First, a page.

This super-stretchy wearable feels like a second skin and can record data (The Verge)

This super-stretchy wearable feels like a second skin and can record data

http://bit.ly/2vw4brI

We’re a little closer to getting rid of bulky health sensors now that scientists have created a super-thin wearable that can record data through skin. That would make this wearable, which looks like a stylish gold tattoo, ideal for long-term medical monitoring — it’s already so comfortable that people forgot they were wearing it.

Most skin-based interfaces consist of electronics embedded in a substance, like plastic, that is then stuck onto the skin. Problem is, the plastic is often rigid or it doesn’t let you move and sweat. In a paper published today in the journal Nature Nanotechnology, scientists used a material that dissolves under water, leaving the electronic part directly on the skin and comfortable to bend and wear. Twenty participants wore it on their skin for a week without problems. They didn’t get itchy or irritated, and the wearable didn’t break.



Gold nanomesh conductor on hand.

Photo: Takao Someya Group, University of Tokyo

There’s been a lot of interest in skin-based interfaces that remotely control a phone or turning skin into a touchscreen for a smartwatch. Those are cool tricks, but health monitoring is higher priority. Almost all kinds of medical monitoring — from measuring brain signals or heart beats — means putting electrodes on the skin. This is fine for the lab, but not convenient if you need to continually monitor these vital signals at home.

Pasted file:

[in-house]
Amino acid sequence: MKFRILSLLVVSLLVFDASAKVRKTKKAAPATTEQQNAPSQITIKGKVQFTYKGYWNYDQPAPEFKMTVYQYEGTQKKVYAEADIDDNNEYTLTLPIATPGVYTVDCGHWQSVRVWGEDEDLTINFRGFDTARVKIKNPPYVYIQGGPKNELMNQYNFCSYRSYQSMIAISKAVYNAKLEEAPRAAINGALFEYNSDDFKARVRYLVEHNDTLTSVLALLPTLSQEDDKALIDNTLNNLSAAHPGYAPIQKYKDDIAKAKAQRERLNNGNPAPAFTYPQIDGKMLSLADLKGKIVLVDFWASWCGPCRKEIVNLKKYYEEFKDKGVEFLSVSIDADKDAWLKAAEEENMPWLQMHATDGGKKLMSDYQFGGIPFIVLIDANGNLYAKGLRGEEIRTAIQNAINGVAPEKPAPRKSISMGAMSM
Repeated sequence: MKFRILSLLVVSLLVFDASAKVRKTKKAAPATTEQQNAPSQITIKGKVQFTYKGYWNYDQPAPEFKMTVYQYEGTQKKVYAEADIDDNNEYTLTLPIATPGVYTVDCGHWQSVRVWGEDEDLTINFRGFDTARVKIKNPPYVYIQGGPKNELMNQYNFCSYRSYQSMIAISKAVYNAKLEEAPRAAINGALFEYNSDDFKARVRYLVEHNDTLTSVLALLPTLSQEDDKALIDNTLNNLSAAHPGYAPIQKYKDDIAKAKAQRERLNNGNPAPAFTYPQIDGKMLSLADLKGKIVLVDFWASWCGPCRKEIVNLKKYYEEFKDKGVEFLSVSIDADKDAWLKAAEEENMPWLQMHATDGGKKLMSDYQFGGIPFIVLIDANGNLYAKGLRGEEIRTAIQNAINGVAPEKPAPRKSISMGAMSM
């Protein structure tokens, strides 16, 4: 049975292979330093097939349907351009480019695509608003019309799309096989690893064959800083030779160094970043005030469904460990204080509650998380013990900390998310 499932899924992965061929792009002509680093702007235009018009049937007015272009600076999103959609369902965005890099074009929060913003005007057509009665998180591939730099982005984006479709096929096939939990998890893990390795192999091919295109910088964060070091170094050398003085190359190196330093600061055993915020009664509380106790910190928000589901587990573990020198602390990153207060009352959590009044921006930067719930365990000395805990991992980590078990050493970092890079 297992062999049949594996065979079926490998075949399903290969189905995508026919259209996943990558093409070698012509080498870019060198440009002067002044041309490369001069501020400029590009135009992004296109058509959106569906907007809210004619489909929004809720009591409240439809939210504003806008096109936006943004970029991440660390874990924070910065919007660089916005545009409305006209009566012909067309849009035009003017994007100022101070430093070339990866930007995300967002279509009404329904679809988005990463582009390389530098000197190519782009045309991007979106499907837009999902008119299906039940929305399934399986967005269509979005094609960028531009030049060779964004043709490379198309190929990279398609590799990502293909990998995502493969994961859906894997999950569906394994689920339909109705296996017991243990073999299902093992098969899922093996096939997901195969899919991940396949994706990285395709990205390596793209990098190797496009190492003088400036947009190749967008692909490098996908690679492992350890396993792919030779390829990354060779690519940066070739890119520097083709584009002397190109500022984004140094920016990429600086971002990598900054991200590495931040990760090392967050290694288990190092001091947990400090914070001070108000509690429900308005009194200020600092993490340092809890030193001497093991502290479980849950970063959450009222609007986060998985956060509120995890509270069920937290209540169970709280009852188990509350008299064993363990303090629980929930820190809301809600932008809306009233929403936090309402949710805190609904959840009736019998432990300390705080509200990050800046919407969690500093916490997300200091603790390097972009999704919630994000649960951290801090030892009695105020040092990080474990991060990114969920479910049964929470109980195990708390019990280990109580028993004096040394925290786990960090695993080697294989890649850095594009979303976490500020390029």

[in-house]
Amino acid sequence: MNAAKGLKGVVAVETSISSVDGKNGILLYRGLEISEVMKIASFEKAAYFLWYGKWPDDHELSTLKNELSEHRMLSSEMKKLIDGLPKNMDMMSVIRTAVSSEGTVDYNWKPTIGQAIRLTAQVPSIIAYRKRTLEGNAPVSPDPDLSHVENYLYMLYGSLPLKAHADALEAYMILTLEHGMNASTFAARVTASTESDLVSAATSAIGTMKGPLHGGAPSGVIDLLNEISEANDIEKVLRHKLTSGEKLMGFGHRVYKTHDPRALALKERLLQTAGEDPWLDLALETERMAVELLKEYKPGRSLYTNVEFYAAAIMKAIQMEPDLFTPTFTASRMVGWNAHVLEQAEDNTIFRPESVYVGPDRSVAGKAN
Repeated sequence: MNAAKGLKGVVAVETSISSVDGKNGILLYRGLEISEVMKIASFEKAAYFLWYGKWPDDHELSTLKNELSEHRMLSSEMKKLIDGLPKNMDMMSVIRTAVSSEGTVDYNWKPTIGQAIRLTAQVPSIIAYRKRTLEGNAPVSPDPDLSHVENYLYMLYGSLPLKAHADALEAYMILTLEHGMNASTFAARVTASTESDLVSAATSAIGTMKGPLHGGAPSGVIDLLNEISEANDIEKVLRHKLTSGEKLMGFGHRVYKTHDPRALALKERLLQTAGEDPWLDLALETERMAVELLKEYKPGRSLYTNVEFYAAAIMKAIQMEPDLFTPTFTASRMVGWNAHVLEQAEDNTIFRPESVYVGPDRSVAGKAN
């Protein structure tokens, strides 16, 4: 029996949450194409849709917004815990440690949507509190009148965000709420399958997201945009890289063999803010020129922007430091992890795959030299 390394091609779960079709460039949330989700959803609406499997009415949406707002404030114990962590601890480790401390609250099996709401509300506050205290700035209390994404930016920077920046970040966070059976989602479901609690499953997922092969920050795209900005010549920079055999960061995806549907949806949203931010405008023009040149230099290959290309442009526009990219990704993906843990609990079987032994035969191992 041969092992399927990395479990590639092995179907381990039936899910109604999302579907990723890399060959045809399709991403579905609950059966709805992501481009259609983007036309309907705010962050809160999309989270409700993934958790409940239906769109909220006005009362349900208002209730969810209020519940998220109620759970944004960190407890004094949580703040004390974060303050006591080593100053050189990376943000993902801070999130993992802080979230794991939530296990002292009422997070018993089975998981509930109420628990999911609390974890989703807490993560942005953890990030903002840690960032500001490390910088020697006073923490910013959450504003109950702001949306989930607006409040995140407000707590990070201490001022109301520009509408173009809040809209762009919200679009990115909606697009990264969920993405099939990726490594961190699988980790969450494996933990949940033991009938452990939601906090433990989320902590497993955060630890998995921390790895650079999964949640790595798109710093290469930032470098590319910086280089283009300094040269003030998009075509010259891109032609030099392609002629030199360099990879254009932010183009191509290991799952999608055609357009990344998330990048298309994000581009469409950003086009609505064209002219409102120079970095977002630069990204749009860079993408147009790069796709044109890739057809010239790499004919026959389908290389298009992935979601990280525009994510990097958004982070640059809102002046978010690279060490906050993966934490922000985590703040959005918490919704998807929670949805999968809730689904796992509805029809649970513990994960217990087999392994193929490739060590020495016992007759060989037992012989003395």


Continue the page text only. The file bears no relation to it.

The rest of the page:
This new system uses a mesh made of a material called polyvinyl alcohol that’s already used in contact lenses and artificial cartilage. First, the scientists used electrical force to created charged threads of the material. (This is called electrospinning.) These threads were coated in gold to make them more electrically conducive. You put the entire thing on skin — in this case, the hand — and spray on some water. The polyvinyl alcohol disappears, but the gold threads are still there, and it can be used to power a LED light, or transmit data to a laptop.

There’s a lot of potential here, but the downside of the sensor being so comfortable is that it’s also delicate and might not be durable enough for the long-term. So you win some, you lose some — but having gold electronics right on the skin sure beats heavy straps or ugly caps.

Technology

via The Verge http://bit.ly/2quA95A

July 17, 2017 at 03:18PM

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